Sing the vengeance of the Welshmen of Tirawley.
  11. "But, little your women's needles do I reck:
    For the night from heaven never fell so black,
    But Tirawley, and abroad
    From the Moy to Cuan-an-fod,
    I could walk it, every sod,
    Path and track,
    Ford and togher,
    Seeking vengeance on you, Barretts of Tirawley!
  12. "The night when Dathy O'Dowda broke your camp,
    What Barrett among you was it held the lamp p.21
    Show'd the way to those two feet,
    When through wintry wind and sleet,
    I guided your blind retreat
    In the swamp
    Of Beal-an-asa?
    O ye vengeance-destined ingrates of Tirawley!"
  13. So leaving loud-shriek-echoing Garranard,
    The Lynott like a red dog hunted hard,
    With his wife and children seven,
    'Mong the beasts and fowls of heaven
    In the hollows of Glen Nephin,
    Made his dwelling,
    Planning vengeance on the Barretts of Tirawley.
  14. And ere the bright-orb'd year its course had run,
    On his brown round-knotted knee he nurs'd a son,
    A child of light, with eyes
    As clear as are the skies
    In summer, when sunrise
    Has begun;
    So the Lynott
    Nursed his vengeance on the Barretts of Tirawley.
  15. And, as ever the bright boy grew in strength and size,
    Made him perfect in each manly exercise,
    The salmon in the flood,
    The dun deer in the wood,
    The eagle in the cloud
    To surprise,
    On Ben Nephin,
    Far above the foggy fields of Tirawley.
  16.  p.22
  17. With the yellow-knotted spear-shaft, with the bow,
    With the steel, prompt to deal shot and blow,
    He taught him from year to year
    And train'd him, without a peer,
    For a perfect cavalier,
    Hoping so
    Far his forethought
    For vengeance on the Barretts of Tirawley.
  18. And, when mounted on his proud-bounding steed,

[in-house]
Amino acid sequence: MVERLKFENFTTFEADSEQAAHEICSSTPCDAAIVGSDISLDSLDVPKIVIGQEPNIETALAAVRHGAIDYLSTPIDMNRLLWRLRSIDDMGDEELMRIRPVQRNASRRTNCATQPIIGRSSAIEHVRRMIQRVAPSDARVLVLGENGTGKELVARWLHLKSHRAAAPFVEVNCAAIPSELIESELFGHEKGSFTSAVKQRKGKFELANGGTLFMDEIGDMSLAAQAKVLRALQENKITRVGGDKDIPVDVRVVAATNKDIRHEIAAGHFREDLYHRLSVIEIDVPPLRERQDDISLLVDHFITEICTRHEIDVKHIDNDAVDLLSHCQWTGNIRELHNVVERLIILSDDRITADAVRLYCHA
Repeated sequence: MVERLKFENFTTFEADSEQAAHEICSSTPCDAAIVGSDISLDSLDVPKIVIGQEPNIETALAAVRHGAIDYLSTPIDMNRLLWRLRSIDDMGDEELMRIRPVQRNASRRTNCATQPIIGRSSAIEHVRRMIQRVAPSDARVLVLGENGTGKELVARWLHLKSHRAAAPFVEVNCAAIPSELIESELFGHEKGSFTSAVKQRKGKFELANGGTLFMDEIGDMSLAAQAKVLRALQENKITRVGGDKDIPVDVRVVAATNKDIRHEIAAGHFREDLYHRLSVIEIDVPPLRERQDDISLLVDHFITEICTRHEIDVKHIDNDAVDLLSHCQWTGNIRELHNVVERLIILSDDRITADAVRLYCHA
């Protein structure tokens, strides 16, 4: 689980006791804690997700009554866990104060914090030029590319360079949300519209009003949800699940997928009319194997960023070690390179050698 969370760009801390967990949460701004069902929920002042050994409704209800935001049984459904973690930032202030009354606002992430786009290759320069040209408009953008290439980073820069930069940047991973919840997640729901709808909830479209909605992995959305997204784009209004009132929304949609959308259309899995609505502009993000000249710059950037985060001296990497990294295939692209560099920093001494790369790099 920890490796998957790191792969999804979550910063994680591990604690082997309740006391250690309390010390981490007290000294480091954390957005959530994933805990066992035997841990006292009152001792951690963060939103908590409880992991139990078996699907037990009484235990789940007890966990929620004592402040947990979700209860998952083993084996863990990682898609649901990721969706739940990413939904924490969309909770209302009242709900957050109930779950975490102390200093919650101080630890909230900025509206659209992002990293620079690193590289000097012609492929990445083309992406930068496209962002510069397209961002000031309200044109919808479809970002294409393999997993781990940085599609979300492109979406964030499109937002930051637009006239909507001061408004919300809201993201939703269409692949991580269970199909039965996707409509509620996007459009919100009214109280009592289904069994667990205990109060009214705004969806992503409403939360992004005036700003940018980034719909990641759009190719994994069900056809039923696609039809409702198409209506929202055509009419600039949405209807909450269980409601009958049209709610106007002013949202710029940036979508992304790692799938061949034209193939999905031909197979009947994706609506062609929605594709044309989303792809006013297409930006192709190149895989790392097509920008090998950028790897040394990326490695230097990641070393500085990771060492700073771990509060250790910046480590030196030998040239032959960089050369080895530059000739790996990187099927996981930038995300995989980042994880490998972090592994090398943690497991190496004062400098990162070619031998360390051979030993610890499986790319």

Emon Oge sat a cavalier indeed;
    Like the ear upon the wheat
    When winds in Autumn beat
    On the bending stems, his seat;
    And the speed
    Of his courser
    Was the wind from Barna-na-gee o'er Tirawley!
  19. Now when fifteen sunny summers thus were spent,
    (He perfected in all accomplishment)
    The Lynott said, "My child,
    We are over long exiled
    From mankind in this wild
    Time we went
    Through the mountain
    To the countries lying over-against Tirawley."
  20. So, out over mountain-moors, and mosses brown,
    And green stream-gathering vales, they journey'd down;
    Till, shining like a star,
    Through the dusky gleams afar, p.23
    The bailey of Castlebar,
    And the town
    Of Mac William
    Rose bright before the wanderers of Tirawley.
  21. "Look southward, my boy, and tell me as we go,
    What seest thou by the loch-head below."
    "Oh, a stone-house strong and great,
    And a horse-host at the gate,
    And their captain in armour of plate
    Grand the show!
    Great the glancing!
    High the heroes of this land below Tirawley!
  22. "And a beautiful Woman-chief by his side,
    Yellow gold on all her gown-sleeves wide;
    And in her hand a pearl
    Of a young, little, fair-hair'd girl."
    Said the Lynott, "It is the Earl!
    Let us ride
    To his presence!"
    And before him came the exiles of Tirawley.
  23. "God save thee, Mac William," the Lynott thus began;
    "God save all here besides of this clan;
    For gossips dear to me
    Are all in company
    For in these four bones ye see
    A kindly man
    Of the Britons
    Emon Lynott of Garranard of Tirawley."
  24.  p.24
  25. "And hither, as kindly gossip-law allows,